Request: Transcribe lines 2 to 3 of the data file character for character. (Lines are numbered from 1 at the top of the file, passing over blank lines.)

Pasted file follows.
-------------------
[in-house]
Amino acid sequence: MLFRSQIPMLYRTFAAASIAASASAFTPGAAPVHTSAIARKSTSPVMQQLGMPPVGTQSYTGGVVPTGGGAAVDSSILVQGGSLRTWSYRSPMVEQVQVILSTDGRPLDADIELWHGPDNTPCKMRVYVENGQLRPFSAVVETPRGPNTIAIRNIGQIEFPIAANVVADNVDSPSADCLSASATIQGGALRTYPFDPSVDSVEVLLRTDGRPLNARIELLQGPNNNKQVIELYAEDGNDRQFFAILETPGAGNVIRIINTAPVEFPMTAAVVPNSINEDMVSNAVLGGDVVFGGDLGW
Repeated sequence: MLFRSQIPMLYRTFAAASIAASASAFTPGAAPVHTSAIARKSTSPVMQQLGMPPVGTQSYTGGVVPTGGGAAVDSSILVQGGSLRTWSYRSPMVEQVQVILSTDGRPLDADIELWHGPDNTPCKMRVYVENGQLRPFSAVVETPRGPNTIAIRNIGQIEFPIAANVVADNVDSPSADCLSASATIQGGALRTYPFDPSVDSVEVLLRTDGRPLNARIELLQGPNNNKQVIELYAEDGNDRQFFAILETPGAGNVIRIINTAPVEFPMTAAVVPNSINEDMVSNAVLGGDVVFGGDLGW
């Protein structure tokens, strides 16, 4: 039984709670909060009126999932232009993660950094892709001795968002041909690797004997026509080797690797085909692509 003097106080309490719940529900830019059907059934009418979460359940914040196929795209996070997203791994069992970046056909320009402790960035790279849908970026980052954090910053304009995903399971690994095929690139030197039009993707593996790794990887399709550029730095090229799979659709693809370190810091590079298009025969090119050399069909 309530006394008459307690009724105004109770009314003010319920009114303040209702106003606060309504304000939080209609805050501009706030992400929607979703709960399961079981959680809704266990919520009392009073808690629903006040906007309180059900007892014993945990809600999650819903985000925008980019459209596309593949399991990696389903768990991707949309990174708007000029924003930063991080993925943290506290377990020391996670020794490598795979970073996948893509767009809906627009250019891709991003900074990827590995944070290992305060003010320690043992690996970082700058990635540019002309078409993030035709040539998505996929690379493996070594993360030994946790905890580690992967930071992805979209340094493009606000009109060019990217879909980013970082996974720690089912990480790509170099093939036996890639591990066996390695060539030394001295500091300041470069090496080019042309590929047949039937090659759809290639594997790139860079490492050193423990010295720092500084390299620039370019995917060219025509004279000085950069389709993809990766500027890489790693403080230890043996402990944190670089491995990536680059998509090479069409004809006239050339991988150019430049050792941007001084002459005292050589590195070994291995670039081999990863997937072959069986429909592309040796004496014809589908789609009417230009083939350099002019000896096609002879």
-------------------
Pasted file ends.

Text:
Amino acid sequence: MLFRSQIPMLYRTFAAASIAASASAFTPGAAPVHTSAIARKSTSPVMQQLGMPPVGTQSYTGGVVPTGGGAAVDSSILVQGGSLRTWSYRSPMVEQVQVILSTDGRPLDADIELWHGPDNTPCKMRVYVENGQLRPFSAVVETPRGPNTIAIRNIGQIEFPIAANVVADNVDSPSADCLSASATIQGGALRTYPFDPSVDSVEVLLRTDGRPLNARIELLQGPNNNKQVIELYAEDGNDRQFFAILETPGAGNVIRIINTAPVEFPMTAAVVPNSINEDMVSNAVLGGDVVFGGDLGW
Repeated sequence: MLFRSQIPMLYRTFAAASIAASASAFTPGAAPVHTSAIARKSTSPVMQQLGMPPVGTQSYTGGVVPTGGGAAVDSSILVQGGSLRTWSYRSPMVEQVQVILSTDGRPLDADIELWHGPDNTPCKMRVYVENGQLRPFSAVVETPRGPNTIAIRNIGQIEFPIAANVVADNVDSPSADCLSASATIQGGALRTYPFDPSVDSVEVLLRTDGRPLNARIELLQGPNNNKQVIELYAEDGNDRQFFAILETPGAGNVIRIINTAPVEFPMTAAVVPNSINEDMVSNAVLGGDVVFGGDLGW